Very pleased (thanks, Marissa!) to be pointed to this article in School Library Journal, and pleased as well to see The Blue Mirror cited in it.  Phillip Charles Crawford makes some excellent points, but these two are particularly significant:

“The Gothic writer delights in exploring aspects of the human condition that polite society would like to pretend don’t exist.”


“[Q]uality gothic horror asks important philosophical questions about human nature.  It can be an invaluable aesthetic tool for helping teens develop their own moral compasses.”

He’s absolutely right on both counts, and it’s invigorating to see him say so in this forum. I hope this article institutes an informed and passionate discussion between those who read, and write, goth lit, and those who find it either too lowbrow and/or morally inappropriate for teens.

My own experience is this: When straydog was just being published, some YA people told me regretfully that sometimes, work done in this field was perceived as less “important” or even looked down upon in more rarefied literary circles.  And I would smile to myself, because my own novels for adults were contemporary horror novels, and there is no more sniffed-at category in mainstream publishing (except romance, but that’s a different post).  So any condescension on the part of poorly-informed readers just kind of bounced off my well-developed calluses (as disgusting a phrase as that is; sorry). But it was, and remains, true, for lit snobs of all stripes: stuff for kids is less important because it’s for kids, and you know how bad their taste is; and stuff that goes bump in the night is no good/non-literary by definition because it’s, you know, icky.  So there.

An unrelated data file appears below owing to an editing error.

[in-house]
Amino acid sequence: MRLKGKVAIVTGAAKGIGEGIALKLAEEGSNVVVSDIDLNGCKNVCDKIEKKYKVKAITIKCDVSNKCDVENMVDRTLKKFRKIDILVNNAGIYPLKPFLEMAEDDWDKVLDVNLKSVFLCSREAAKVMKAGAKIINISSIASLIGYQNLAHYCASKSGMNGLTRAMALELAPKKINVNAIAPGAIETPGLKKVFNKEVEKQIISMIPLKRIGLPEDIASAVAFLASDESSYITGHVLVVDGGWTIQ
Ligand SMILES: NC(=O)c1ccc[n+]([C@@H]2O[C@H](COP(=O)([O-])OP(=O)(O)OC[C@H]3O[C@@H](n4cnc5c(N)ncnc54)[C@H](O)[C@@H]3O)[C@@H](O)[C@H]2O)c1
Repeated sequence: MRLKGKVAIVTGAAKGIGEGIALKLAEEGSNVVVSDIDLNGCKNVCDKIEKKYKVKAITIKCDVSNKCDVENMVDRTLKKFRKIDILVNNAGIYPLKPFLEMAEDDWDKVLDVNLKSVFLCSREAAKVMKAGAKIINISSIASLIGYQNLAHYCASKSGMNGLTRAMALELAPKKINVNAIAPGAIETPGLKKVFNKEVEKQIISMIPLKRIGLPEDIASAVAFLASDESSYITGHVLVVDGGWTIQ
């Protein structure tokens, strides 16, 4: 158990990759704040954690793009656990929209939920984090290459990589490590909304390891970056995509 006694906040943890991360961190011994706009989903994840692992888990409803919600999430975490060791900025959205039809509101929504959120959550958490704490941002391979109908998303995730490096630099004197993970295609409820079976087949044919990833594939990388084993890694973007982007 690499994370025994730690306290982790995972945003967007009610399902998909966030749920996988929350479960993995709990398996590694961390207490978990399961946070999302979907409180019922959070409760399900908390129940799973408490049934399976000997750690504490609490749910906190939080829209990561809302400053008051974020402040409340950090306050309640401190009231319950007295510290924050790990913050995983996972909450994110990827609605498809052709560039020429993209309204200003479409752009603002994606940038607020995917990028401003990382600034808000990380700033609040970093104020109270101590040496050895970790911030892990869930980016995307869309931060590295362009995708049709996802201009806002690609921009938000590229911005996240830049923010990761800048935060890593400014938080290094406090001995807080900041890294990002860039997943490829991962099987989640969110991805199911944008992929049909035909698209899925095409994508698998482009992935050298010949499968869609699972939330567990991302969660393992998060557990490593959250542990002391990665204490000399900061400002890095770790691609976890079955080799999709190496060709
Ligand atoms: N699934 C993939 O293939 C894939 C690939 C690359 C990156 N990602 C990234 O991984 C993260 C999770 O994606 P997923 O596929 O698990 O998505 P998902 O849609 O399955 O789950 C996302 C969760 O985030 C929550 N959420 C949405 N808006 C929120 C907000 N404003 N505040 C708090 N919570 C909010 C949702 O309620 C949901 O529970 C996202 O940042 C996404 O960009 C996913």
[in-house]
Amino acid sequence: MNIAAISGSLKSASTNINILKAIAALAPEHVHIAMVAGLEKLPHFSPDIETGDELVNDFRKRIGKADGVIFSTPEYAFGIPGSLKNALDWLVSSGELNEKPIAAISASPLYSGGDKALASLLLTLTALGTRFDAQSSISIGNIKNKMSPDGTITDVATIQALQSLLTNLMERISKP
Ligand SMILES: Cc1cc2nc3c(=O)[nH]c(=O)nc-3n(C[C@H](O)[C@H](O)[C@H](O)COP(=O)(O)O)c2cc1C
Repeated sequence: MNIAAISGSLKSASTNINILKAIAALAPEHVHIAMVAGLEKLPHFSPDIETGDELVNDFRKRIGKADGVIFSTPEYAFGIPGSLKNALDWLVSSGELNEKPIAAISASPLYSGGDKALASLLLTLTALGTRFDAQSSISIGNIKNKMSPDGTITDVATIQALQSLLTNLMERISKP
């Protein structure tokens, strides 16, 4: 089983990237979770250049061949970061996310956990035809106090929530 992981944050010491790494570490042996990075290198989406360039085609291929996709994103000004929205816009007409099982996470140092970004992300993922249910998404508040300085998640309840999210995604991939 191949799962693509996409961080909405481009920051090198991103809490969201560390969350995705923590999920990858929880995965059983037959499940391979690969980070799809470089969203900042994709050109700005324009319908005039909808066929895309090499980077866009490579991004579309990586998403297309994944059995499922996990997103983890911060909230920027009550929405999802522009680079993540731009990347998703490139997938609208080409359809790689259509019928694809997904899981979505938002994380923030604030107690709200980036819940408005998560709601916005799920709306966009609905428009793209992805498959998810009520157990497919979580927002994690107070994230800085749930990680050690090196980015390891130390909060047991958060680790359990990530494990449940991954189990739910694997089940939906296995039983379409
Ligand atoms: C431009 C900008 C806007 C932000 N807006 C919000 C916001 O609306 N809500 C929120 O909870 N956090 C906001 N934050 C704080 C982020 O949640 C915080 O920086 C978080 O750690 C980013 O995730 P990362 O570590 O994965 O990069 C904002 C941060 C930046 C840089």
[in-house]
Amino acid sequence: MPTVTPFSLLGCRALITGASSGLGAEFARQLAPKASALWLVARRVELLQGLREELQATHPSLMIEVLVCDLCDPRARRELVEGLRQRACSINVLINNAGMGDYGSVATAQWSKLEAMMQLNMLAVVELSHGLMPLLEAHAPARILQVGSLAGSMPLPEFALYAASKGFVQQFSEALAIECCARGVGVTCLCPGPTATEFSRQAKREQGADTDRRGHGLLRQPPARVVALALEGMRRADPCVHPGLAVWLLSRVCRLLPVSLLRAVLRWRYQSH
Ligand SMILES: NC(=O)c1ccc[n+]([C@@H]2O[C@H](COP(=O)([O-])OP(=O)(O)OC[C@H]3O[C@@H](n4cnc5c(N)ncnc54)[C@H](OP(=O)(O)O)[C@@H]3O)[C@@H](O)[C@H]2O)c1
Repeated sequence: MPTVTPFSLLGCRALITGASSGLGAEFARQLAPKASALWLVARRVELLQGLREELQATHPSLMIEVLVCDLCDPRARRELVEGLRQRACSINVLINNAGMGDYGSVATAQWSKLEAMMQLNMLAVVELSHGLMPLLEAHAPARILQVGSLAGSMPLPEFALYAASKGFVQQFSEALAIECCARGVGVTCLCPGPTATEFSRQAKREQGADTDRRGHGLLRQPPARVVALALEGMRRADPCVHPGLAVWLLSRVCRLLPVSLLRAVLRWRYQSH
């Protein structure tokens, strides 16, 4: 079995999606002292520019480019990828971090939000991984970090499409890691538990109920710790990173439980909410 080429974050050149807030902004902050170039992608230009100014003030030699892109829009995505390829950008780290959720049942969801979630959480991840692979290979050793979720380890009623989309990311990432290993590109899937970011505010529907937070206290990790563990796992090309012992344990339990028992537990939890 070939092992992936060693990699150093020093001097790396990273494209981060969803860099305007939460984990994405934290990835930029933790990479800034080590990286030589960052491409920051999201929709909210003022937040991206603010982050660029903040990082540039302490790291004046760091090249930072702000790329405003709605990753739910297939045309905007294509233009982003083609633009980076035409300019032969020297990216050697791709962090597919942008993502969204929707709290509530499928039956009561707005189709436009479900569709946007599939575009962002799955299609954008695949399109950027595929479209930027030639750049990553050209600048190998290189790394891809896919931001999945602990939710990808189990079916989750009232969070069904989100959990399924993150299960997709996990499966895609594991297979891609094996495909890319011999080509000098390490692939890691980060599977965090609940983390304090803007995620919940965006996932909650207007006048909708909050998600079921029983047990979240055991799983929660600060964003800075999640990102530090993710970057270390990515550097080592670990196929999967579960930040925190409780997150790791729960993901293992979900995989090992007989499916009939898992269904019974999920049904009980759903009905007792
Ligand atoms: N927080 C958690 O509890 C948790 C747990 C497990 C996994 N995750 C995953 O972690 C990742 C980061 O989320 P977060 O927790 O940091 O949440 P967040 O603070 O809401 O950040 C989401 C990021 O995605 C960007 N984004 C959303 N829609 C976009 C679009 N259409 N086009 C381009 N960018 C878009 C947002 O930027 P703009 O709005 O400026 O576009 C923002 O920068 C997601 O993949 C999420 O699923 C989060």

To which I say, sure, absolutely: if that’s your view, stay inside where it’s safe, away from the world of wild things, and high-explosive emotions, and questions of hard morality that sometimes have no answers: sometimes bad things happen to good people, and there isn’t a damn thing you can do about it.  I think I’ll go out walking in the dark….And when you want to go all the way out to the edge, there are few companions more suitable than teenagers, who are already feeling their way through a different kind of darkness, and hoping for firm ground on the other side.